Thursday, November 12, 2009

Buzz Off!

In what was probably meant to be the pinnacle of Irwin Allen’s stint as The Master of Disaster, the opposite came true and it became close to the nadir of his career. (I say close to the nadir because, believe it or not, my beloved showman actually tried two more times after this to put another successful disaster epic out there and both of them were dismal failures as well! Beyond the Poseidon Adventure and When Time Ran Out.)

In 1974, Arthur Herzog published a novel about the catastrophic events that occur after a gigantic swarm of African killer bees makes its way to North America. Seeing it as prime material for a disaster movie, Allen eventually turned it into the all-star spectacle The Swarm. Perhaps the greatest example of a “box movie,” this film’s poster had thirteen name brand stars splayed across the bottom!

Headlining this disaster of a movie was Michael Caine. Caine frequently cites this and Ashanti as the worst of his screen repertoire, though the 70s were not a good time for him in a variety of ways including The Hand, The Island and the aforementioned Beyond… Poseidon. He plays a noted scientist who comes upon a US Air Force base in which most of the soldiers are dead from a surprise bee attack. Alternately wooden and over-the-top, he sports a wavy crown of hair that is at once pressed down and unruly and is bedecked in a series of tacky leisure suits.

He’s immediately set upon by a curmudgeonly General played by Richard Widmark who wants to take a direct approach and poison or otherwise destroy all the bees while Caine seeks more sensible means of problem-solving because “the American honey bee is our friend!” Also on board is Katharine Ross as a doctor who inexplicably keeps dressing up, despite all the harrowing goings on, and coming up with elaborate up-dos for her near Crystal Gayle-length hair. In the course of the film, she fails to save so many as one patient!

It was in this film that I realized the fact that Ross needs a very, VERY strong director in order to register even the slightest amount of expression, variety or emphasis in her performance. Needless to say she doesn’t have that in Mr. Allen. Courtesy of (sleep-walking?) screenwriter Stirling Silliphant, she gets to deliver the howler of a line, “The entire Durant family has been killed besides Paul!” when the family consists of Paul and his parents…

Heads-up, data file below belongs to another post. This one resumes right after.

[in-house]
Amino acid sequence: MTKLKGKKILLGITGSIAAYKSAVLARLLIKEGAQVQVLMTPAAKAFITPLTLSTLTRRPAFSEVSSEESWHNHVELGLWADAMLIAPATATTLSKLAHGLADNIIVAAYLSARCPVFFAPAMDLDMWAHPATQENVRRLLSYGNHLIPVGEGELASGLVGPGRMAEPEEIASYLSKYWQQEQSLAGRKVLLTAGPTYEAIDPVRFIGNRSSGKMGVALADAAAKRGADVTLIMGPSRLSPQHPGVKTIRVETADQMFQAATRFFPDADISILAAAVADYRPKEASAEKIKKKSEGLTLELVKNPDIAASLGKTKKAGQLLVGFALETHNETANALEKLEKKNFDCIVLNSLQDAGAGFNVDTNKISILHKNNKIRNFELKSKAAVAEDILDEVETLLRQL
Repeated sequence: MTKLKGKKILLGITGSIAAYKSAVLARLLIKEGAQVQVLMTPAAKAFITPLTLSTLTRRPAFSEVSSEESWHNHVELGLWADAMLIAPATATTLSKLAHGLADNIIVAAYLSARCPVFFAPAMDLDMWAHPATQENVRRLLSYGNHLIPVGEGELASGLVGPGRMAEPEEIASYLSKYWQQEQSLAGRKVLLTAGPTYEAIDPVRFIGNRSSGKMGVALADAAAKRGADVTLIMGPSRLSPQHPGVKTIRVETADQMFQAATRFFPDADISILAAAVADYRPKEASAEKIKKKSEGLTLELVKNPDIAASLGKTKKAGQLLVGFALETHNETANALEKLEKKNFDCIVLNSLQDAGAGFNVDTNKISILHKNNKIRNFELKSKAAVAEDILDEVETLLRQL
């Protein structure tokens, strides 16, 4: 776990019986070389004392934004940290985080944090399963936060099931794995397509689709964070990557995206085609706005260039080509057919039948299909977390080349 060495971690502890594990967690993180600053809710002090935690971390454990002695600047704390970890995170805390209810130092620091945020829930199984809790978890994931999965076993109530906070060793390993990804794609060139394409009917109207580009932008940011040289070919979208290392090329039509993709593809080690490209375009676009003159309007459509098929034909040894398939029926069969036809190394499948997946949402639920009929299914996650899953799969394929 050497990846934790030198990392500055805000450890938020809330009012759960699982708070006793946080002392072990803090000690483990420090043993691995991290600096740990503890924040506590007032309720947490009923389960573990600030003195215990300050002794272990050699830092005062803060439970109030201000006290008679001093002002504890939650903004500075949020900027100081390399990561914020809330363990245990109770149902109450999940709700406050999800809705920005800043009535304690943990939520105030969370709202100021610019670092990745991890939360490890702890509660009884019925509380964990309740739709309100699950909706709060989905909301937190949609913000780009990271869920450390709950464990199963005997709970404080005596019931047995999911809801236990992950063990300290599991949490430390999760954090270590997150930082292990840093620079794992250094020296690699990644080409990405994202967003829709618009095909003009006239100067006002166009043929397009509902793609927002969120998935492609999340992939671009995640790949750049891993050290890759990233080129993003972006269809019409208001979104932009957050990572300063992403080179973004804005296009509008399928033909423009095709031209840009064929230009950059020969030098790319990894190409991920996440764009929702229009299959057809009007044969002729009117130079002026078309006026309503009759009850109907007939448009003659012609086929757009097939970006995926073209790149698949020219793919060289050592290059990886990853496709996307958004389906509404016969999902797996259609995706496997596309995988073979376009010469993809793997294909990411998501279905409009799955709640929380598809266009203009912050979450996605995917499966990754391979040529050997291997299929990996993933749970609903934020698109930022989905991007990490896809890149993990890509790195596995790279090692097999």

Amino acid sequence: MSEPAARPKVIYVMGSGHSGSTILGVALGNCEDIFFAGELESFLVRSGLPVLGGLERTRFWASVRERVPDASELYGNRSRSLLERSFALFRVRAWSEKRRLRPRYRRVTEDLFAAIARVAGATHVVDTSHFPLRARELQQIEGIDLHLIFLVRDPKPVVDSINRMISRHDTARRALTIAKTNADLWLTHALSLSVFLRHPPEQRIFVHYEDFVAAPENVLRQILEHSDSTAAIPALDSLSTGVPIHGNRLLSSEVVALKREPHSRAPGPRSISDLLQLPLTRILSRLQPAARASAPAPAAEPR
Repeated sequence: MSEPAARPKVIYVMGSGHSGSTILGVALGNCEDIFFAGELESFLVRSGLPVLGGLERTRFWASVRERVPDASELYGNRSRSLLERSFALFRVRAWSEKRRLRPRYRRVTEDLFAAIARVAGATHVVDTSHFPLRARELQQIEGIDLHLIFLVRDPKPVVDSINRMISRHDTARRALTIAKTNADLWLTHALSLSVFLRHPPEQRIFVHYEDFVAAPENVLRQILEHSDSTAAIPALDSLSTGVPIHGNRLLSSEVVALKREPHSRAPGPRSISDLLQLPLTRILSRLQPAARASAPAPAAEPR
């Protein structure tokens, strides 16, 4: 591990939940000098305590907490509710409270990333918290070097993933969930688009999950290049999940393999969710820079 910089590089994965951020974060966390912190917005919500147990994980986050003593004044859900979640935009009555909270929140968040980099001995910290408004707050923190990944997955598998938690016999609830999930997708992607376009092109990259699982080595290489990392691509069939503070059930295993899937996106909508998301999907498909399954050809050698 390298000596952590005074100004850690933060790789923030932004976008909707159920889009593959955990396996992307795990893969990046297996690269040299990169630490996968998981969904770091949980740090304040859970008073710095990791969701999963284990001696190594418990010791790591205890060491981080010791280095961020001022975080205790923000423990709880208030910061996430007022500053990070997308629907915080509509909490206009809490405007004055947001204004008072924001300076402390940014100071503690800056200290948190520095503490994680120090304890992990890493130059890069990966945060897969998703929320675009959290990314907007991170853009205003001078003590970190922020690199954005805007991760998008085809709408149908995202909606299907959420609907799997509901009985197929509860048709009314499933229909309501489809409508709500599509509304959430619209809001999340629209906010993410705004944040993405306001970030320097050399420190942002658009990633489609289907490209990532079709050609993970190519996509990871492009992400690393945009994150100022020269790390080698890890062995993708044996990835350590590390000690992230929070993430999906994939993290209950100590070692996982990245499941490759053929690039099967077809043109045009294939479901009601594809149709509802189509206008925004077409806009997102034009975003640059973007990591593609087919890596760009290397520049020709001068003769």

While Widmark provides the rare apportion of screen charisma and acting interest in the film, Miss Olivia de Havilland supplies entertainment for a whole other reason. As the principal of a nearby school, she finds herself caught in a love triangle with senior citizen lotharios Fred MacMurray and Ben Johnson. She’s also outfitted in a putrescent series of bland but gaudily colored dresses that do nothing for her by now questionable physique. She gets the screaming, howling highlight of the film when she gets on the public address system and announces that “a swahm of killah bees” is heading towards the school when, even as she’s speaking, the bees are offing children on the playground, offended as they are by the 70s clothing and oversized lollipop that one child carries everywhere! As she discovers this massacre, she galumphs through the classroom, peers out the window and releases a guttural, slow motion groan. This classic bad movie moment must be seen to be believed!

Many other stars appear for seemingly no other reason than the fact that they were free that day and/or needed a quick buck or two. Jose Ferrer filmed all of his few moments in one day by merely crossing the studio lot where he had already been positioned in an Irwin Allen produced TV movie! Chamberlain, looking scruffy and having no purpose other than to grouse at a few people, is thoroughly wasted. Worst of all is Lee Grant. Not an actress who could often be accused of under-acting, she plays a field reporter and delivers all of her lines in a somnambulistic drone for the scant time she appears.